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How SaaS convergence fuels better CX

December 03, 2020 - 788 views

How SaaS convergence fuels better CX

Here are seven considerations for taking full advantage of SaaS technology convergence to provide an exceptional customer experience.

Technology has not only blurred the boundaries of business and IT; it has also elevated customer experience (CX) as the number-one brand differentiator for every business. Technology-backed business processes make it possible for customers to have an exceptional and personalized experience in every interaction, whether with employees, products, websites, marketing messages or social media. And what makes for a superior CX is the ability to apply the rapid convergence of technology.

Technology convergence is nothing new. Essentially, it’s the coming together of different technologies to interoperate efficiently as a single system. Over the decades, unrelated technologies have been unified or integrated to strengthen end-user value, which has ignited innovation and economic growth.

A simple example is smartphones, which combine the functionality of a telephone, a camera, a music player and the web into one device. Today, it’s quite common to see the convergence of artificial intelligence, data, analytics and cloud technologies through software as a service (SaaS) delivery models, resulting in greater end-user value and lower costs.

SaaS, CX and convergence

Two recent examples of this type of technology convergence are the foundational tools offered by Microsoft and ServiceNow.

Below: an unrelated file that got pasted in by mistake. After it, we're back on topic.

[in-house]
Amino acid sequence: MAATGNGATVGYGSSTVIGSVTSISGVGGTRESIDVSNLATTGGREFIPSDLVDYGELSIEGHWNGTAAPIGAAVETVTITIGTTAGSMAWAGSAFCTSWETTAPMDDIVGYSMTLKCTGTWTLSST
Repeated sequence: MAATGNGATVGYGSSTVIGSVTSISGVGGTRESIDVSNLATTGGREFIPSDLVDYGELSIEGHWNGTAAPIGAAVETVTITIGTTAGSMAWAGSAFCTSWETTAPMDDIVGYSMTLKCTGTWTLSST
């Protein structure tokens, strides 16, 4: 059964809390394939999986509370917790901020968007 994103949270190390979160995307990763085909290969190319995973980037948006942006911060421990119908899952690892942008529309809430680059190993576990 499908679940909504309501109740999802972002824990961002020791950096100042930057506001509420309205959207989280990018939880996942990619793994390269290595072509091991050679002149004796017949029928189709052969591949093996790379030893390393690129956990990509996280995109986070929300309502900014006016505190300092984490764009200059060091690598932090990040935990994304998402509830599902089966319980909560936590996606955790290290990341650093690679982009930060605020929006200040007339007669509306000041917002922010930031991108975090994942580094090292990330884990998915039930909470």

Microsoft’s motto is to empower every person and every organization on the planet to achieve more. Many of its tools are catalysts for business change and push the boundaries of productivity by enabling more pervasive collaboration, data democratization and analytics-based intelligence into business relationships. They are made possible through the convergence of cloud, software services and the tools’ seamless integration with day-to-day life.

ServiceNow says it endeavors to change the way people work by making service orchestration an enterprise discipline and by placing a service‑oriented lens on the activities, tasks and processes that make up day‑to‑day work life. By doing so, it wants to help modern enterprises operate faster and be more scalable than ever before.

Both Microsoft and ServiceNow embody the technological convergence needed for delivering a superior customer experience that will drive the next generation of growth.

As long as the platform providers maintain the modularity of functionalities so that businesses can choose the best products for their needs, integrate them seamlessly with their native environments and pay as they use them, technology buyers will continue to entertain the ecosystem approach. No longer would organizations need to fuse functionalities together with APIs and custom code to achieve systems interoperability. A few clicks in a configuration table would do the trick.

Using technology convergence to your advantage

Here are some key considerations for technology buyers to take full advantage of the opportunities of technology convergence as a tool for growth:

  • Convergence nurtures innovation. Because of the flexibility of cloud ecosystems, vendors can enable incremental innovation in SaaS production and service consumption processes. However, these innovations should not end up merely addressing isolated problems. To avoid siloed solutions, businesses should choose SaaS vendors that use the concept of “micro-SaaS,” in which they tag on niche SaaS applications as add-on products that address very specific functional needs. By doing so, they can protect the foundation of the ecosystem by creating horizontal, vertical and micro-SaaS products (topics I discussed in a previous post) so that they interoperate efficiently as a converged system.